The potential shortcomings of Ontario’s hospital system have been known for a long time. Hospitals in the province were operating at near full capacity (96% on average) even before the pandemic, in 2018-19, when nearly a quarter of hospitals in the province were in fact operating at more than 100% of their capacity, according to the report. Ontario fiscal responsibility watchdog.

In December 2019, the same month that COVID-19 emerged as a disturbing new respiratory virus in China, the Ontario Hospital Association released a report indicating that the province was tied with Mexico for the lowest number. hospital beds per capita of all countries tracked by the Organization for Economic Co-operation and Development (OECD). “The current situation,” the report concluded, “cannot realistically be sustained”.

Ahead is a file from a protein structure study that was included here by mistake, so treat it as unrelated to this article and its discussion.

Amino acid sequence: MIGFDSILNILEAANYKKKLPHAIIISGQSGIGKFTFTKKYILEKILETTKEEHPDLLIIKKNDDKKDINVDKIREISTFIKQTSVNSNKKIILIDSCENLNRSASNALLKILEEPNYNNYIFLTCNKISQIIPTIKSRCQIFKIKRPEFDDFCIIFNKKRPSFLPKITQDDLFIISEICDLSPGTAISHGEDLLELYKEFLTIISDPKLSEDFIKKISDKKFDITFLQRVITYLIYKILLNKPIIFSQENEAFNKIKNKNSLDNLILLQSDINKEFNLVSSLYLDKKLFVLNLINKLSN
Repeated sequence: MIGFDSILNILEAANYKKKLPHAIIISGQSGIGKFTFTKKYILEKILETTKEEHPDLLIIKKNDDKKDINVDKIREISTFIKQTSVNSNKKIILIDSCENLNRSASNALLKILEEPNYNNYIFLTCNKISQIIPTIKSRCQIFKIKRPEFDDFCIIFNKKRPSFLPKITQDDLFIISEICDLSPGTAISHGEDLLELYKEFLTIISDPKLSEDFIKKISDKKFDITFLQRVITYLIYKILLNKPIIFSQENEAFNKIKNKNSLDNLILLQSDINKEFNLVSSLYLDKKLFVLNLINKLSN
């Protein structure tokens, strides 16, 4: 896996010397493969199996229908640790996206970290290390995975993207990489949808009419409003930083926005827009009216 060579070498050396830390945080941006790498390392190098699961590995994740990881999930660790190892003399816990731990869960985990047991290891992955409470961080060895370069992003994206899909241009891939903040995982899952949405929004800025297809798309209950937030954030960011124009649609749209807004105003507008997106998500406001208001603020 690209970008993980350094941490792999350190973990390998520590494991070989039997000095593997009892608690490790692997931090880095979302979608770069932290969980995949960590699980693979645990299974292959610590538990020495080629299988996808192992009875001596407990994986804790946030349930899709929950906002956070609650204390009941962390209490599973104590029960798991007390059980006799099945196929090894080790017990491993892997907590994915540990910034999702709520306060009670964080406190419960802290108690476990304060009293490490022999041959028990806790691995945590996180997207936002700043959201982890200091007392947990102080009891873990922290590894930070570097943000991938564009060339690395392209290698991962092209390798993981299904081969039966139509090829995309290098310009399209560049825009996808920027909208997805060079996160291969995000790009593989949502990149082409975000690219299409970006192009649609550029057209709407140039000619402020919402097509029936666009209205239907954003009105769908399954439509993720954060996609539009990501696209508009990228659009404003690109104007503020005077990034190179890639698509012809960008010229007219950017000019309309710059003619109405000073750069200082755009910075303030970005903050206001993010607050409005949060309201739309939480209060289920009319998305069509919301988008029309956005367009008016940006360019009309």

And that, again, was before the pandemic.

“You took a system that was really faltering and pushed it back,” said Dr. Katherine Smart, president of the Canadian Medical Association, which has long called for increased funding for health care from the provinces and the federal government.

The result was the need to cancel surgeries that are not considered life-saving and redeploy staff to intensive care units, a strategy that resulted in about 560,000 fewer surgeries in the first 16 months of the pandemic. compared to 12 months of 2019, according to data released last month by the Canadian Institute for Health Information.

Over the past 30 years in Ontario, annual health care spending has sometimes increased and sometimes decreased, but the government’s overall position has been to contain costs, said Anthony Dale, president and CEO of the Association of Ontario hospitals.